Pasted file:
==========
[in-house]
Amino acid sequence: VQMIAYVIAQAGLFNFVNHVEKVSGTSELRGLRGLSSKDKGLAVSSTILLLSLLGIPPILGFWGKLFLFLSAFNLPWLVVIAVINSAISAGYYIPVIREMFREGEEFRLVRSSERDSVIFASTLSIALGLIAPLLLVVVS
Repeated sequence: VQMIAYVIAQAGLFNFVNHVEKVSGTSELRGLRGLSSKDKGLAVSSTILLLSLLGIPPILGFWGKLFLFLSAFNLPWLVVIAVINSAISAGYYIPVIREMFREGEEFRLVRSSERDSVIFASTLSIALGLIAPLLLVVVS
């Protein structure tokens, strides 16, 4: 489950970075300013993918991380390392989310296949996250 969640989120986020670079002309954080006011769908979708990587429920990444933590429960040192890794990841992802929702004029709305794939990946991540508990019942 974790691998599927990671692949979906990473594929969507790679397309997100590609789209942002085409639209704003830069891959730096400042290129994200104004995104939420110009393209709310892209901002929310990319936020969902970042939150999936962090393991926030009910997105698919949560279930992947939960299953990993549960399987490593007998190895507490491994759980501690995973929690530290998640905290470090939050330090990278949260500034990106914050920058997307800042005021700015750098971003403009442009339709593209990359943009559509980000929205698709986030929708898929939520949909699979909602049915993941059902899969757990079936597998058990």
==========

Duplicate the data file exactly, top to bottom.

[in-house]
Amino acid sequence: VQMIAYVIAQAGLFNFVNHVEKVSGTSELRGLRGLSSKDKGLAVSSTILLLSLLGIPPILGFWGKLFLFLSAFNLPWLVVIAVINSAISAGYYIPVIREMFREGEEFRLVRSSERDSVIFASTLSIALGLIAPLLLVVVS
Repeated sequence: VQMIAYVIAQAGLFNFVNHVEKVSGTSELRGLRGLSSKDKGLAVSSTILLLSLLGIPPILGFWGKLFLFLSAFNLPWLVVIAVINSAISAGYYIPVIREMFREGEEFRLVRSSERDSVIFASTLSIALGLIAPLLLVVVS
């Protein structure tokens, strides 16, 4: 489950970075300013993918991380390392989310296949996250 969640989120986020670079002309954080006011769908979708990587429920990444933590429960040192890794990841992802929702004029709305794939990946991540508990019942 974790691998599927990671692949979906990473594929969507790679397309997100590609789209942002085409639209704003830069891959730096400042290129994200104004995104939420110009393209709310892209901002929310990319936020969902970042939150999936962090393991926030009910997105698919949560279930992947939960299953990993549960399987490593007998190895507490491994759980501690995973929690530290998640905290470090939050330090990278949260500034990106914050920058997307800042005021700015750098971003403009442009339709593209990359943009559509980000929205698709986030929708898929939520949909699979909602049915993941059902899969757990079936597998058990």